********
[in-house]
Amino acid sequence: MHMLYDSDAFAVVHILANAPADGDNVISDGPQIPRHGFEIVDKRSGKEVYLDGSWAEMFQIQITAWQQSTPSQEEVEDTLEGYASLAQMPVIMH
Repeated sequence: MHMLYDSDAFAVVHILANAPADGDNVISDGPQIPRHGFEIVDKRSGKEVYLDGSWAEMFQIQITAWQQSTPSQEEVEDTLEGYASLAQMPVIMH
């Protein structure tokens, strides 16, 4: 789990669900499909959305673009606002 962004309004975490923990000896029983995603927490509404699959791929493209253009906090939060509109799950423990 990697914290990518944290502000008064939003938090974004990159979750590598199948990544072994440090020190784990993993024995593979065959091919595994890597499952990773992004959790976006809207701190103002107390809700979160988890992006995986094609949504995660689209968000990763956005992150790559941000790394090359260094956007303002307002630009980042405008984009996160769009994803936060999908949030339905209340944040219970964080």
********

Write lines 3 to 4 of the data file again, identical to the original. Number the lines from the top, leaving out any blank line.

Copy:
Repeated sequence: MHMLYDSDAFAVVHILANAPADGDNVISDGPQIPRHGFEIVDKRSGKEVYLDGSWAEMFQIQITAWQQSTPSQEEVEDTLEGYASLAQMPVIMH
């Protein structure tokens, strides 16, 4: 789990669900499909959305673009606002 962004309004975490923990000896029983995603927490509404699959791929493209253009906090939060509109799950423990 990697914290990518944290502000008064939003938090974004990159979750590598199948990544072994440090020190784990993993024995593979065959091919595994890597499952990773992004959790976006809207701190103002107390809700979160988890992006995986094609949504995660689209968000990763956005992150790559941000790394090359260094956007303002307002630009980042405008984009996160769009994803936060999908949030339905209340944040219970964080």